So does Avery, but she doesn’t think so. Despite her talents, strengths, and natural beauty (hair like “fairy dust” and “spectral green eyes”), she walks around feeling “borderline” – wanting to be “normal meant more to me than being me.”  Avery is passionate about distance swimming, the 1500 (“the “closest thing swimming has to a mile.  A mile to find a rhythm, to become one with the water”), but the coach recruited her for middle distance so she’ll “go where I’m needed.”  Her father, a no-nonsense physician, drilled her in fending for herself.  One lesson he taught her is that “people die because they panic,” a skill she, and we, get to see up close really matters.  Amidst incredible perils, her father’s wisdom buoys her: “I want to cry but my father would have forbidden it.”

The airplane crash scenes are action-packed.  But it’s the psychological action of this tiny band of clinging-to-life survivors, and Avery’s emotional voice that grips us.

Avery and Colin both grew up in Boston, but different worlds: Colin from proud, working class Dorchester, and Avery, upscale Brookline.  Of Avery’s three brothers, it’s Edward, a professional baseball player earning $6.4 million who surfaces because he wants to give all that up after his sister’s accident.  Hooray for a character who reminds us that “money isn’t everything.”  Colin’s father is a roofer, so Colin knows something about building protective structures.  As the oldest of three younger sisters and a dear Mom, the role of protector comes second-nature.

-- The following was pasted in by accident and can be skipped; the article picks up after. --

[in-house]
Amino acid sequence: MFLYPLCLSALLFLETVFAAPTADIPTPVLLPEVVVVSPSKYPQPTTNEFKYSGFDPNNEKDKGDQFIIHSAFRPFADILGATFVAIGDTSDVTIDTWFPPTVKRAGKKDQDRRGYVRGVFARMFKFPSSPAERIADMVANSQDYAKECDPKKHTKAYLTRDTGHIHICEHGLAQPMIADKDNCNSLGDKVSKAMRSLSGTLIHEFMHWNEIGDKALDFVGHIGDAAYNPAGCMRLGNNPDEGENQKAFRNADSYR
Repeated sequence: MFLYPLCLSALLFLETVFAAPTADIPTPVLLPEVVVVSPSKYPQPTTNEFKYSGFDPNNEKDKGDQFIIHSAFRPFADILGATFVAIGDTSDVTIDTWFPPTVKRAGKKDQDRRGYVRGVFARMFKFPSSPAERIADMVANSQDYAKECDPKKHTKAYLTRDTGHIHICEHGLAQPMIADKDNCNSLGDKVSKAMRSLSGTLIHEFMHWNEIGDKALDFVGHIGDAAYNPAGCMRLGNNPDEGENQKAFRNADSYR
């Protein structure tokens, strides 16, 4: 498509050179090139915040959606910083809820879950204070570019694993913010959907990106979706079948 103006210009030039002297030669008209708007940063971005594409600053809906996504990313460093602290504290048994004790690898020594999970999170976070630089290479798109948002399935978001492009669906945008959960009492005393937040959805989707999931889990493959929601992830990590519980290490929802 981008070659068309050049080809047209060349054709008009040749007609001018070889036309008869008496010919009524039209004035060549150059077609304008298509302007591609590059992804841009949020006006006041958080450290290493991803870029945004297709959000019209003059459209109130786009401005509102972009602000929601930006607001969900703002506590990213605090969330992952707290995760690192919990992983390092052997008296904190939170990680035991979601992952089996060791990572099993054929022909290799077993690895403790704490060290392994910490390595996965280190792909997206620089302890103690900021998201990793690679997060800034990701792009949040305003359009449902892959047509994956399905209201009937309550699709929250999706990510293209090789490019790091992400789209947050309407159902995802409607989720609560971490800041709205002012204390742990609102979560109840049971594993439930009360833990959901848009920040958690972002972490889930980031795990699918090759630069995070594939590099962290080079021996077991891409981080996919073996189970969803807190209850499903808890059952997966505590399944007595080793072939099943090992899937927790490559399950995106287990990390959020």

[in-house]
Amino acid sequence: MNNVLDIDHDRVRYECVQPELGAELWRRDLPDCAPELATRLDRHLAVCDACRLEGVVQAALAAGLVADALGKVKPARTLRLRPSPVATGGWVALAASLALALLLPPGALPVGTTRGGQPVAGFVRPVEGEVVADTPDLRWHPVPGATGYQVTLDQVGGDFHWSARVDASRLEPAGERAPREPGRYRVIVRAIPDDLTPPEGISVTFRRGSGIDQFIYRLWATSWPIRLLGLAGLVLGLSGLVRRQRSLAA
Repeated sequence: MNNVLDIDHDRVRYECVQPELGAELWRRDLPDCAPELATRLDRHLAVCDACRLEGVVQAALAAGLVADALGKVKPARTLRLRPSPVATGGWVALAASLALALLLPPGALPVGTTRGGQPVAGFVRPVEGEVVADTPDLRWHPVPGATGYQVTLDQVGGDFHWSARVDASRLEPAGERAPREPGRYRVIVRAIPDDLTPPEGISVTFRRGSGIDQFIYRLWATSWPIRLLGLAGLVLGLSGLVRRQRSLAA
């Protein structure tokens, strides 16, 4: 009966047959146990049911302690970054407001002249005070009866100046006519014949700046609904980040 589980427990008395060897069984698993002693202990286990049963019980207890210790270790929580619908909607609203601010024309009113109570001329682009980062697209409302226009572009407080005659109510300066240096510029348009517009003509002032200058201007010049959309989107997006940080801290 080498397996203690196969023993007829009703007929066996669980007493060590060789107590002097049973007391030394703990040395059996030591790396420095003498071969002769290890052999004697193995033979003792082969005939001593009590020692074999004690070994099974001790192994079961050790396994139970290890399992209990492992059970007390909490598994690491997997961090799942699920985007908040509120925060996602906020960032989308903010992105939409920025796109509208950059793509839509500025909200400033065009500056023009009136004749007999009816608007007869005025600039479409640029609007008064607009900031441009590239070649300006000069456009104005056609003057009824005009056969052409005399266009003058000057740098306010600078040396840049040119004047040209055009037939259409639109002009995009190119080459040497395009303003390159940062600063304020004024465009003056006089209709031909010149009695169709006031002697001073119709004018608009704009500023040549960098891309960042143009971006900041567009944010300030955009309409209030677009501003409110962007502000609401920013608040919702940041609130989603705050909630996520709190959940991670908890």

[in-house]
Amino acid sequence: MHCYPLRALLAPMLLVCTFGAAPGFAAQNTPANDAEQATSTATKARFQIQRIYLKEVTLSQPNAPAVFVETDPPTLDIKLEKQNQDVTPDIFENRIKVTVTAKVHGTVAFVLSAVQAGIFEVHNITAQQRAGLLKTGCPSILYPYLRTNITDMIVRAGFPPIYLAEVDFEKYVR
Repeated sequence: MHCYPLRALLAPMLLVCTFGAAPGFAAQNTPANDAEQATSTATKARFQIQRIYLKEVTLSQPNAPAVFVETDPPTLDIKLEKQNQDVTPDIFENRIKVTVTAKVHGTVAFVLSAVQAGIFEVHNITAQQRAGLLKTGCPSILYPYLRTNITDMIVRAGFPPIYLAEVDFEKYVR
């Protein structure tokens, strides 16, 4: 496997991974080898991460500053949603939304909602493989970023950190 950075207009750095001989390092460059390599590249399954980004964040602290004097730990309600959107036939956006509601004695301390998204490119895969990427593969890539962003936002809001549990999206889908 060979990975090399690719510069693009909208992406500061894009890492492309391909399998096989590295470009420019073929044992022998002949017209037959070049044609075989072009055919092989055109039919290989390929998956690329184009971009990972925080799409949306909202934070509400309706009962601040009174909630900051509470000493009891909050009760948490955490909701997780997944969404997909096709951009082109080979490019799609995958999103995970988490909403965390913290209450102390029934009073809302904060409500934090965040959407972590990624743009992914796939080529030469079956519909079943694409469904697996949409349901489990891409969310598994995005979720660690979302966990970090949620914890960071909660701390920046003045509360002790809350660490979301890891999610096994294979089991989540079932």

The prose is evocative whether describing the strokes and lure of swimming (the college natatorium is a “transparent cathedral”); the relaxed California culture of “hugs and first names” versus the reserved “handshakes and Mr. and Mrs. of Boston;” and the torment of Avery’s recovery process in dealing with survivor’s guilt, the intrusiveness of the media, nightmares, and paralyzing new fears.

One disquietude we can relate to is Avery’s conflicted affections and allegiance.  When she stepped onto that fateful plane her heart was attached to a happy-go-lucky boyfriend, Kahale, Hawaiian, “Lee to mainlanders,” who we see genuinely loves her.  But after you’ve been through what Avery and Colin have endured – events depicted and others we can only imagine – Avery is rightfully torn about her feelings toward Colin.  After: she feels “I’ve known him all my life.”

You’d think the relationship angst of “interpreting the afterglow of tragic events as the real thing” would be easy compared to surviving a plane crash lost thousands of feet above civilization, but it’s not.  Avery’s inner struggles are like the advice given to beginner swimmers: “there comes a moment of sudden, breathtaking awe – the moment they learn to trust it.  Not just the water but themselves.” Avery must learn to trust herself.

There are real-life Colins and Averys out there, private heroes whose heroism comes from someplace deep within their souls.  Since they’re not seeking attention and glory, we need a novelist like Claire Kells to make them real for us, inspiring us to dig deeper than we thought possible.